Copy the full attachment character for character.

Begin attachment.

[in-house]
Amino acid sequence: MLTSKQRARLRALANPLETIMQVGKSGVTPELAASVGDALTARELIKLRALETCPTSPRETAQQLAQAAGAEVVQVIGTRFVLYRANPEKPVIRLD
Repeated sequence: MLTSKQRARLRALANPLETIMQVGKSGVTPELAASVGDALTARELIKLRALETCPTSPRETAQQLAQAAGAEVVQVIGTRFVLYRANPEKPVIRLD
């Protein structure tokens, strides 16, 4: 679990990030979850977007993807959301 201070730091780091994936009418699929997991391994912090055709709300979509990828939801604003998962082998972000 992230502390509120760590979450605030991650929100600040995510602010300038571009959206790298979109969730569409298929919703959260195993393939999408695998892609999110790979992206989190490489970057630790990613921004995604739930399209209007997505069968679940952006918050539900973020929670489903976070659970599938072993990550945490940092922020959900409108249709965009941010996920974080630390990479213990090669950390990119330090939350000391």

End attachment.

[in-house]
Amino acid sequence: MLTSKQRARLRALANPLETIMQVGKSGVTPELAASVGDALTARELIKLRALETCPTSPRETAQQLAQAAGAEVVQVIGTRFVLYRANPEKPVIRLD
Repeated sequence: MLTSKQRARLRALANPLETIMQVGKSGVTPELAASVGDALTARELIKLRALETCPTSPRETAQQLAQAAGAEVVQVIGTRFVLYRANPEKPVIRLD
């Protein structure tokens, strides 16, 4: 679990990030979850977007993807959301 201070730091780091994936009418699929997991391994912090055709709300979509990828939801604003998962082998972000 992230502390509120760590979450605030991650929100600040995510602010300038571009959206790298979109969730569409298929919703959260195993393939999408695998892609999110790979992206989190490489970057630790990613921004995604739930399209209007997505069968679940952006918050539900973020929670489903976070659970599938072993990550945490940092922020959900409108249709965009941010996920974080630390990479213990090669950390990119330090939350000391």